There are plenty of other intriguing sites for those visiting Gdansk with an interest in science. In fact, there is another scientist that was born in the city whose name is probably more familiar to most of us than that of Hevelius. Daniel Gabriel Fahrenheit, was a physicist born in Gdansk (then still called Danzig), in 1686. He was the inventor of the first mercury thermometer, the first accurate thermometer of practical use. More famously, he defined the first temperature scale to be widely used, now known as the Fahrenheit Scale. His inventions were so important that he is considered a pioneer of exact temperature measurement. You can find a large thermometer dedicated as a monument to great physicist right in the centre of the Old Town.
The Fahrenheit Monument
Not far from the Fahrenheit Monument you can also find the house where the physicist was born. A plaque informs you of its presence.
The birthplace of Fahrenheit
In the Old Town, St. Mary's Church, is one of the top sites visited by tourists. For those with a scientific interest, a real delight awaits them just inside the church. The 15th century astronomical clock is one of the most impressive of its kind. It is of great beauty and complexity displaying amongst other things the phases of the moon, the position of the moon and sun in relation to the zodiac signs, and various religious dates. Unfortunately I was personally out of luck when visiting, as it was covered for maintenance but even the cover replica, you will agree, looks impressive!
Cover of astronomical clock in St. Mary's Church
If you are interested in time measurements you will also like the solar clock located on the exterior of St. Mary's Church. It may not be as impressive as the astronomical clock inside but originally constructed in 1553, it is certainly worth a view.
Still in the heart of the old town, on the walls of the Gothic Town Hall, another exhibit of scientific history can be found. Gdansk was a trading city and in the older days for trading to occur smoothly standards of measurement were displayed in prominent positions. At the entrance of the Gothic Town Hall are the old Gdansk standards of length: the foot (equal to 28.7 centimetres), the ell (equal to 2 feet), and the fathom (equal to 6 feet), In 1816, after the partition of Poland, the Prussians replaced these with their own, slightly longer units.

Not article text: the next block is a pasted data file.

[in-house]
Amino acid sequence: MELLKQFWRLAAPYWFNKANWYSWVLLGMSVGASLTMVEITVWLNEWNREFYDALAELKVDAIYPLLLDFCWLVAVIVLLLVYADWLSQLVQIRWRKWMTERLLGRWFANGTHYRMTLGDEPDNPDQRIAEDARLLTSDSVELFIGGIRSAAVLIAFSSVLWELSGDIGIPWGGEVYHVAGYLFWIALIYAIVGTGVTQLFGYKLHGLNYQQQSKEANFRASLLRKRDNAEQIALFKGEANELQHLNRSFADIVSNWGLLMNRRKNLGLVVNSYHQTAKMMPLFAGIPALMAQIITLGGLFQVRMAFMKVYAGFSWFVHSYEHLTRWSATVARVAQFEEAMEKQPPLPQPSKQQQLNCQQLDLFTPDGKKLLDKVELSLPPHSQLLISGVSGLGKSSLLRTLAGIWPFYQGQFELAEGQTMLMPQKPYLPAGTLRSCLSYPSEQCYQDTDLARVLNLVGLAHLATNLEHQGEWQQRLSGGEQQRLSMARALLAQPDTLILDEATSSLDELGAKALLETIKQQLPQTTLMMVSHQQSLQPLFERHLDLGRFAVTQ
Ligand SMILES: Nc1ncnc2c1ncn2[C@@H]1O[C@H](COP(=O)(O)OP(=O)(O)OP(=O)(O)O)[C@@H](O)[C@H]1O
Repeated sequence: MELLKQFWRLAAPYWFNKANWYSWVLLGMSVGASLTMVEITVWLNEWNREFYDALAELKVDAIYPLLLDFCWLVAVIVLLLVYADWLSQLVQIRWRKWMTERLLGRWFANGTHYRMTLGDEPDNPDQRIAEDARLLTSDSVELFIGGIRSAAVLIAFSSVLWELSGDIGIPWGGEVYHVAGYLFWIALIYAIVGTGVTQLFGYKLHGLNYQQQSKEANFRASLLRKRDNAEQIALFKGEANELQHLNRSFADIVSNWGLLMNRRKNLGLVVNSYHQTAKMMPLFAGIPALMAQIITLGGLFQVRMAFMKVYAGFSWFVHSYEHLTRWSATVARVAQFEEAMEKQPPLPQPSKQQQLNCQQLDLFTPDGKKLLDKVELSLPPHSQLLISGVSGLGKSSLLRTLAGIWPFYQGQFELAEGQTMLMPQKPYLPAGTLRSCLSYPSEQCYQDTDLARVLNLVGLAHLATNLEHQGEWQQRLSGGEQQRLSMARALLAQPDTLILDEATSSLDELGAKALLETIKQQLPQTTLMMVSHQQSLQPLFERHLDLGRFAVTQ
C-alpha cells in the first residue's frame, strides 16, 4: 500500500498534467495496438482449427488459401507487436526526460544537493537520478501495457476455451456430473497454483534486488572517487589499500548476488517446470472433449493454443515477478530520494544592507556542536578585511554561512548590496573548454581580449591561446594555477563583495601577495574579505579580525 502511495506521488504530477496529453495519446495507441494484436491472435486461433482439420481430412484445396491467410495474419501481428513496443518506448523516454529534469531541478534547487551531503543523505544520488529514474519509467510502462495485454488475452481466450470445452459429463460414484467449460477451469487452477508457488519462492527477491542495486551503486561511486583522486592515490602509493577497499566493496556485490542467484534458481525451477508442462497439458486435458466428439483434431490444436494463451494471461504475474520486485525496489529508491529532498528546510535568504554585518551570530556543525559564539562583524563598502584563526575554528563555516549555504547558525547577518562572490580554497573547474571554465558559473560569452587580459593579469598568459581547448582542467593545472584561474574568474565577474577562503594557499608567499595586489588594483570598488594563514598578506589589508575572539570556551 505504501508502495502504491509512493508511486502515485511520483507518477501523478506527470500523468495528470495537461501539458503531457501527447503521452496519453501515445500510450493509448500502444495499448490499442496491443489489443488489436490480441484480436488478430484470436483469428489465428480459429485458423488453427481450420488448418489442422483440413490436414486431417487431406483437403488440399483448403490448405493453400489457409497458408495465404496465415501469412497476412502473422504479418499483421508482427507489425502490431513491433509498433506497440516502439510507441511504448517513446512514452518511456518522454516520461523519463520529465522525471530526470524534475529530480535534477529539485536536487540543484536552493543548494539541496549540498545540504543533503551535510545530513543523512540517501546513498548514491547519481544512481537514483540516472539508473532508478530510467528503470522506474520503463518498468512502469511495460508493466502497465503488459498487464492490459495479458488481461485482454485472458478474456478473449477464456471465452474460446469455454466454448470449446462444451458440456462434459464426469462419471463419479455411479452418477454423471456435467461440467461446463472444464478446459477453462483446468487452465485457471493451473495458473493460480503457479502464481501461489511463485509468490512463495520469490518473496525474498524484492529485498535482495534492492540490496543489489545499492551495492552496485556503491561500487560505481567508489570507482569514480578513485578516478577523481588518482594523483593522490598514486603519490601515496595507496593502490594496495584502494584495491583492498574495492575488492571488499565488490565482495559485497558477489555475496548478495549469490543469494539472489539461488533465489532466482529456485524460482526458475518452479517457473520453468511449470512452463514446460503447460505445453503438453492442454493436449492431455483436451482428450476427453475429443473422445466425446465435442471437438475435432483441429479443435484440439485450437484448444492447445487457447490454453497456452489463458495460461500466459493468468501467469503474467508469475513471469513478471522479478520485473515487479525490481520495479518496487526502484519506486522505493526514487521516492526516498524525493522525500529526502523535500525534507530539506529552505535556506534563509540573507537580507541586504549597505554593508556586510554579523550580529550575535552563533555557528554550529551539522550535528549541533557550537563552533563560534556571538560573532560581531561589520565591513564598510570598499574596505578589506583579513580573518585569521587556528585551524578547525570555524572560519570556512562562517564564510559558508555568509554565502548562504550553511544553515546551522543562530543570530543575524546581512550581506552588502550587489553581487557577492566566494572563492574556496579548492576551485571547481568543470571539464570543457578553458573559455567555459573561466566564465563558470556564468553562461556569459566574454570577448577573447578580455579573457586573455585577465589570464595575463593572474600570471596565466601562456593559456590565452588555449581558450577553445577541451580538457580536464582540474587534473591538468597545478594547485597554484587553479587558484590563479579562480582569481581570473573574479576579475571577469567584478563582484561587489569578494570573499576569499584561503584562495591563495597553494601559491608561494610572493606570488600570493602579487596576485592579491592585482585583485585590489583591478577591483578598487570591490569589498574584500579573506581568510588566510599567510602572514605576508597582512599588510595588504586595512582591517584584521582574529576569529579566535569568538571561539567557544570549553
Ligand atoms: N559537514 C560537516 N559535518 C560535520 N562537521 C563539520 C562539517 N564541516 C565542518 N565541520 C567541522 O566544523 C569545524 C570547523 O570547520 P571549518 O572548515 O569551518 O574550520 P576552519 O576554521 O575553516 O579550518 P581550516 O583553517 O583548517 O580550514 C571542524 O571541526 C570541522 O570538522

Standards of measurement outside the Gothic town hall
The scientific secrets of Gdansk do not end here. There are plenty more to see, including the Technical University of Gdansk, more solar clocks, a medieval crane, the birthplace of a great philosopher, the old Town Hall where Hevelius stored his beer, and even some connections to Poland's greatest astronomer Nicolaus Copernicus.
I will finish this tour with a sight that those of you that have visited the Greenwich observatory, where the famous meridian lies, will be familiar with. Gdansk’s Nowy Port (New Harbor), the largest port in Poland is a short drive from the city centre. This is where you can find a historic lighthouse, constructed in 1894 (as a copy of a lighthouse in Cleveland, Ohio), which operated until 1984. The feature reminiscent of Greenwich is the restored time ball which is nowadays dropped every two hours between 12 -6 pm. Time balls were used in many world ports (including of course London) during the 19th century. At a predefined time (usually around noon), a large ball was dropped from a height for mariners to synchronise their ship clocks. This was not only important for time keeping but also for navigational purposes, as accurate timing was important for the determination of a ship's longitude.
The old lighthouse and time ball
This concludes my scientific tour of Gdansk. If you enjoy scientific sites, good food and beer, be sure to visit this impressive Baltic port. You will not regret it!